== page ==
US agencies launch investigation into generic drug shortages

US agencies launch investigation into generic drug shortages

The Federal Trade Commission and the Department of Health and Human Services said Wednesday they will examine the causes of generic drug shortages and the practices of “power brokers” involved in the supply chain.

The investigation by federal agencies targets drug purchasing centers and distributors who have been in the spotlight in recent months as drug shortages have reached their highest level in 10 years. The agencies want to examine the companies’ influence on how drugs are sold to hospitals and other health care facilities, assessing whether middlemen exerted pricing and manufacturing pressures that led to outages.

During congressional hearings last year, oncology experts testified about the effects of the shortages, describing difficult decisions that forced them to ration key chemotherapy drugs. They detailed month to month, sometimes week to week, supply shortages that posed life-threatening risks for some patients.

“For years, Americans have faced severe shortages of essential medications, from chemotherapy to antibiotics, putting patients at risk,” FTC Chair Lina Khan said in a statement. “Our investigation seeks information on the factors causing these shortages and examines the practices of opaque drug middlemen. »

In previous interviews with The Times, generic drug industry executives had expressed growing concerns about their reliance on three large group purchasing organizations for contracts to sell drugs to hospital customers and health centers. Generics executives complained that their companies sometimes undercut market prices to win big contracts, a strategy that had eroded the industry’s stability, particularly among makers of sterile injectables often used in healthcare. surgical and against cancer.

Lawmakers echoed those concerns. Late last year, Sen. Ron Wyden, Democrat of Oregon and chairman of the Senate Finance Committee, criticized “high-powered health middlemen” in the generic drug industry. Last month, he and Sen. Mike Crapo, Republican of Idaho, describe ways to limit drug shortages, focusing in part on proposed changes to Medicare payments for sterile injectable drugs.

Dr. Robert Califf, commissioner of the Food and Drug Administration, testified before Congress last year about the limits of the agency’s ability to manage drug shortages, pointing to market dynamics — such as low prices and declining – in the generic drug industry.

Shortages of chemotherapy drugs are making headlines for lawmakers and the pharmaceutical industry. Cancer specialists were forced to develop treatment guidelines recommending giving low doses to patients who had a chance of cure – and withholding them from patients with metastatic disease who wanted to live longer.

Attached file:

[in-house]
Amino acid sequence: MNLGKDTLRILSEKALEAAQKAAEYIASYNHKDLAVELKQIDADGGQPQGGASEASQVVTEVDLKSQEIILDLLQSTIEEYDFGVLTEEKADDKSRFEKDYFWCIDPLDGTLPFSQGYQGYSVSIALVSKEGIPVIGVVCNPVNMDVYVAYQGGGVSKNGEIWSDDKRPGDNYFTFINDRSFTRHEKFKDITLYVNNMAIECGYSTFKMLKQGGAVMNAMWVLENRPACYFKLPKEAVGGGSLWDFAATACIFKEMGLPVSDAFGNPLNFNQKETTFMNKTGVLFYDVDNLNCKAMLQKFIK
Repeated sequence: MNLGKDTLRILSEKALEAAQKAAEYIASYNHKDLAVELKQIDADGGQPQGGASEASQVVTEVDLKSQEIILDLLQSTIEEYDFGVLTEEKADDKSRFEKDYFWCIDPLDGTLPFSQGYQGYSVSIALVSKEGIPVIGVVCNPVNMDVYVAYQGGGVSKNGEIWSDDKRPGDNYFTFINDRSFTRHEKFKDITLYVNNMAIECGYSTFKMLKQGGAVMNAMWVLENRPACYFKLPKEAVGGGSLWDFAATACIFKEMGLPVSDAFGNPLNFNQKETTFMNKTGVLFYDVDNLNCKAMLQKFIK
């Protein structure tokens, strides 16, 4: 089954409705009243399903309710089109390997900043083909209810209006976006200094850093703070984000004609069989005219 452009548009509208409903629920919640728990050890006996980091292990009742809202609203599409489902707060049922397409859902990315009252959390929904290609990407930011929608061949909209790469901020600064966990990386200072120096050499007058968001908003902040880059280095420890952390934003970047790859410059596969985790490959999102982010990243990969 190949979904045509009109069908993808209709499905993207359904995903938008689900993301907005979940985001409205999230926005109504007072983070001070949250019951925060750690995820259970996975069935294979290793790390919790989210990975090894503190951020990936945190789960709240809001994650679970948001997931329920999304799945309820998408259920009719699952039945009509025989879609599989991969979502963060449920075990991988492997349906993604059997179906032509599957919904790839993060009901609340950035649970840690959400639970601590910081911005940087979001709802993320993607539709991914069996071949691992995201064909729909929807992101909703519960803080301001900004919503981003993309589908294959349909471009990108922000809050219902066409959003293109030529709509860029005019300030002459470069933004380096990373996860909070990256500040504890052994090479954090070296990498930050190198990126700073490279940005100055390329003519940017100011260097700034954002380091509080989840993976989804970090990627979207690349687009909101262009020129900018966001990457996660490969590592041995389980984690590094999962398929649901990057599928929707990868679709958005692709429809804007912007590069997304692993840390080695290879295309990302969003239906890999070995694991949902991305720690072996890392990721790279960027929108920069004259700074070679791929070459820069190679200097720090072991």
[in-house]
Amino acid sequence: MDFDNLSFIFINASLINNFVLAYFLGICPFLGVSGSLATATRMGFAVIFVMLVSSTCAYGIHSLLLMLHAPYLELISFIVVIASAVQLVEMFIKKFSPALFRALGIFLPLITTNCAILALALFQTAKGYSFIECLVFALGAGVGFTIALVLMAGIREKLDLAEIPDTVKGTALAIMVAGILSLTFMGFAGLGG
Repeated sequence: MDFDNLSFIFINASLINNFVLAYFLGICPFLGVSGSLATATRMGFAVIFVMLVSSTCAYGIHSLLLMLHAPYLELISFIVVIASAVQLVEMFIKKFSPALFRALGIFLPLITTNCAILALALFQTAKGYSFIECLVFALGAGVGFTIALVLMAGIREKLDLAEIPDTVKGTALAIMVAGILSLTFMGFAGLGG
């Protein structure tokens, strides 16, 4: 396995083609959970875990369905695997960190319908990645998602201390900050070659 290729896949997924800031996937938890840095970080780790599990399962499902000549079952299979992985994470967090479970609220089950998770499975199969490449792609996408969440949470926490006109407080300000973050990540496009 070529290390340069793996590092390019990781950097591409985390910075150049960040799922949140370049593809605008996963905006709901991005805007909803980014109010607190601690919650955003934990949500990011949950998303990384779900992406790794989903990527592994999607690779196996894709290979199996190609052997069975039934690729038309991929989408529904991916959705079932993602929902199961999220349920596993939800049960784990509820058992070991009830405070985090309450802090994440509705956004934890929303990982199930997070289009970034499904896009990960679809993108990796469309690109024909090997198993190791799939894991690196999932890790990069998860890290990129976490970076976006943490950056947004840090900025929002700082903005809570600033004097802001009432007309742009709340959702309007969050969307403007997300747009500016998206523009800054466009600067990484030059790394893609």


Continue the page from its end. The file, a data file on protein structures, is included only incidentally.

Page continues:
The main chemotherapy drugs in shortage, cisplatin and carboplatin, are essential in the treatment of lung, breast, testicular, ovarian, and head and neck cancers. In recent years, prices for both drugs have fallen to around $15 to $20 per dose, even as Intas Pharmaceuticals, a drugmaker headquartered in India, has gained market share.

Intas halted manufacturing of those drugs due to quality concerns raised by a surprise FDA inspection in late 2022. That led to broader shortages, which generic drug industry executives have cited as an example of how whose lower prices and winner-take-all contracts have increased the use of fewer drugs. drug manufacturers.

The FTC investigation announced Wednesday aims to determine whether concentration among pharmaceutical industry intermediaries “has deterred suppliers from competing in generic drug markets.” The agency accepts public comments as part of its investigation into shortages.

The Association for Affordable Medicines, a generic drug industry trade group, praised the FTC for trying to resolve the problem. David Gaugh, the group’s acting president, said in a statement that it was important for the agency to address falling generic drug prices, the concentration of middleman companies and the decline of manufacturing sites.

“As a result of all of this, the risk of drug shortages will only increase if action is not taken to strengthen the long-term sustainability of generic manufacturing,” Mr. Gaugh said in a statement.

The federal investigation is expected to look into the three major group-purchasing organizations that contract with generic drugmakers to supply drugs to hundreds of customers. Todd Ebert, president of the Healthcare Supply Chain Association, which represents the purchasing groups, said the companies offer competitive pricing to hospitals and other health care providers, as well as a reliable supply of drugs.

“GPOs help stabilize the generic drug market by working with manufacturers on contracts that provide them with the certainty and predictable demand they need to stay in the market,” Ebert said in a statement. He added that the organization looks forward to sharing more with the FTC about the critical role of GPOs in combating the current drug shortage crisis.

The Healthcare Distributors Alliance, which represents large companies such as McKesson, Cardinal Health and AmerisourceBergen that assess fees charged to generic drugmakers for transporting their medications, also did not respond to requests for comment.

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Eric D. Eilerman

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